Banks jersey number was retired by the Cubs and he was inducted in to the Baseball Hall of Fame in 1977. He was one of the first few African-Americans to join the MLB and the example he set became a precedent for all the others that followed. He did not manage to win the World Series but he is recognized as one of the best baseball players the sport has ever seen.


6. Harmon Killebrew (1954-1975)


One of the best power hitters in history, Harmon Killebrew was known as ‘the Killer.’ Born in 1936 Harmon was the son of a sheriff and a former All-American in football who encouraged his ambitions.

Harmon spent the best part of his career with the Washington Senators and had a very productive career. He managed to reach the World Series once, only to lose it. His career statistics on the other hand were astounding. His best season in 1969 saw him hit 49 home runs and record 140 RBIs on the way to taking home the MVP award. Harmon was an All-Star thirteen times, a home run champion six times and an RBI champion three times in his career. He was inducted to the MLB Hall of Fame and his contributions to the sport will always be remembered, even if he managed to miss out on the World Series.


7. Carl Yastrzemski (1961-1983)


Carl Yastrzemski was chosen by the Red Sox to replace the legendary Ted Williams at left field, a difficult task for a rookie. That did not faze Yastrzemski and he went on to become one of the best players of his time. Born in 1939 to a Polish family living in New York, he learned to play the game with his father before moving on to high school and college. He went to college on a basketball scholarship but continued his career in baseball when he was signed by the Red Sox in 1959.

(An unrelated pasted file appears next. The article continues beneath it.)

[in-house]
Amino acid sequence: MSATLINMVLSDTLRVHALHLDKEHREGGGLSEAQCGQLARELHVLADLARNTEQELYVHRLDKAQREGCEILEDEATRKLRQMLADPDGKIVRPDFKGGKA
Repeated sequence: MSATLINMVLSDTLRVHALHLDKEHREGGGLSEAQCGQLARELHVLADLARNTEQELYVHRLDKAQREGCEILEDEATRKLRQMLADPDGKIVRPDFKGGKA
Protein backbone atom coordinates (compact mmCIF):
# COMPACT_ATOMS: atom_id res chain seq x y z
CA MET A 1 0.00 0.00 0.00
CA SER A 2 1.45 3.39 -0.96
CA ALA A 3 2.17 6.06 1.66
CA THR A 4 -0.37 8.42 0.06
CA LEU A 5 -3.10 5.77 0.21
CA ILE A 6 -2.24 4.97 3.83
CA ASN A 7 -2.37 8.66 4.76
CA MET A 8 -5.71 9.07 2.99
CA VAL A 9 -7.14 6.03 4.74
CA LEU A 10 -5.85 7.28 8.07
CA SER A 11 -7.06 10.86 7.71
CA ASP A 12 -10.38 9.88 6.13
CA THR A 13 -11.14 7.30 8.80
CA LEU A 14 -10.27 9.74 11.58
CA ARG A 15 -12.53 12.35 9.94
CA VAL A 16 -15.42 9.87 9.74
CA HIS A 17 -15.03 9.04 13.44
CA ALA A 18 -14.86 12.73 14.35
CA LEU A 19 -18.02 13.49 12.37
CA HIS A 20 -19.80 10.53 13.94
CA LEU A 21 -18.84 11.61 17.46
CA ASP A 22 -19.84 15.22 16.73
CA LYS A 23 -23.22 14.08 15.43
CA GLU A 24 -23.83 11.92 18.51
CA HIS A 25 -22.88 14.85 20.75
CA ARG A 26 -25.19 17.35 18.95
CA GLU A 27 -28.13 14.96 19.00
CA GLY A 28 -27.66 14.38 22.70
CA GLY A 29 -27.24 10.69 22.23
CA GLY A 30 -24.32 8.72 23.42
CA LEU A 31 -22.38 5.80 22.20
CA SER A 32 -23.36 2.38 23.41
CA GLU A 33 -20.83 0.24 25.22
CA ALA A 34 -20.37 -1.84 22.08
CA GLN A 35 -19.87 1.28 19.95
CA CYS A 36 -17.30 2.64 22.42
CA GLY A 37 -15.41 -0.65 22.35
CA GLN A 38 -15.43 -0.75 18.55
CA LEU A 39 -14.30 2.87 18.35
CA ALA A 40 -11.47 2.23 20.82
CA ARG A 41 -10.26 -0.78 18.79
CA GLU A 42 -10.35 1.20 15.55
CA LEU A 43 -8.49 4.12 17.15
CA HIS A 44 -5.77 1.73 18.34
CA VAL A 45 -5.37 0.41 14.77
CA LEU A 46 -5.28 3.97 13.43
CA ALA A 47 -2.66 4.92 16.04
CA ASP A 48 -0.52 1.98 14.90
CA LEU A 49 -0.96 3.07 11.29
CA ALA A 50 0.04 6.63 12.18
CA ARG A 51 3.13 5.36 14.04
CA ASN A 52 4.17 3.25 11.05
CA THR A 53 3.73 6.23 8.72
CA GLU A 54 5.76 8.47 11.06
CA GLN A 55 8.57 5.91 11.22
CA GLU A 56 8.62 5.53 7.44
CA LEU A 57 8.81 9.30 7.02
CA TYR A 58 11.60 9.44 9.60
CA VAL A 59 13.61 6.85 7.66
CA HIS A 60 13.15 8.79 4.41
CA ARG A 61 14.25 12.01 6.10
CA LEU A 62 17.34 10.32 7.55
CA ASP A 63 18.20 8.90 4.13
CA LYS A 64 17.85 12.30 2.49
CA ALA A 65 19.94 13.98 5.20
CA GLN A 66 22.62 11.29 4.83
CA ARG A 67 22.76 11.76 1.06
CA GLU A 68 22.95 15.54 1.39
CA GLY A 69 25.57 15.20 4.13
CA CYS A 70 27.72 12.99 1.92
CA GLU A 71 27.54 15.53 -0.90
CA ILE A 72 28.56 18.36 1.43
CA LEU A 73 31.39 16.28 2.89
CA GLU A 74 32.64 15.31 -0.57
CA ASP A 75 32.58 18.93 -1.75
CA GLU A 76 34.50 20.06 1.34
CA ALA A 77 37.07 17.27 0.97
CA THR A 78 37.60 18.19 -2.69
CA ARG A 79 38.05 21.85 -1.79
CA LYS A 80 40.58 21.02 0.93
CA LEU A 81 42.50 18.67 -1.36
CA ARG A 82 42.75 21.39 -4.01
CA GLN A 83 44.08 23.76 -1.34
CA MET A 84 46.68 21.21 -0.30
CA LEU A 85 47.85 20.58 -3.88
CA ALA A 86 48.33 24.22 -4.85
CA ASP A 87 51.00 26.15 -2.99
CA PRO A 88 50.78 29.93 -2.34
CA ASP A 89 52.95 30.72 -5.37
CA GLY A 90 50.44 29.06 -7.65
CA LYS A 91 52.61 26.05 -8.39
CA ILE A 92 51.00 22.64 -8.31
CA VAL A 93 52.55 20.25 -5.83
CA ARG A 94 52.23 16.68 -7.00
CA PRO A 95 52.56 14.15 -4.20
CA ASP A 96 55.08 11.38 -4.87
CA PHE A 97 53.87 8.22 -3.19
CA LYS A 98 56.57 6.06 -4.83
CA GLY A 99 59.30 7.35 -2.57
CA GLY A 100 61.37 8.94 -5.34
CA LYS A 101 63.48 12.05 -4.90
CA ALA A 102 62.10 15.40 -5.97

It took Yastrzemski two years to really establish himself before people started taking notice. He was an All-Star a whopping eighteen times in his twenty two year career and became MVP once as well. He won the Triple Crown in 1967 and was voted the MVP for the All Star game in 1970. He had a great throwing arm and won seven Golden Glove Awards in his career. By the time he retired Yastrzemski had over 400 home runs and over 3000 hits and is second on the list of the all time MLB games played. He set numerous Red Sox records in his career like most RBIs, hits, singles, runs, total bases, doubles and games played.

Just like Ted Williams, Yastrzemski was also unable to inspire his team to the World Series and that one achievement eluded him throughout his career. But his influence on the sport will forever be remembered by all Red Sox and baseball fans everywhere.


8. Tony Gwynn (1982-2001)


Perhaps one of the best team players in baseball, Tony Gwynn was a very important and influential figure for the San Diego Padres, helping them to their only two World Series appearances. He might have eventually lost both times, but he was still recognized for what he was, a phenomenal left fielder and hitter of the ball.

Born in 1960 in California he was an avid basketball fan but followed baseball with interest as well. He went to the San Diego State University on a basketball scholarship. Tony eventually joined the baseball team and was selected an All-American. He eventually left college and was drafted in both baseball and basketball before choosing the San Diego Padres as his designated team.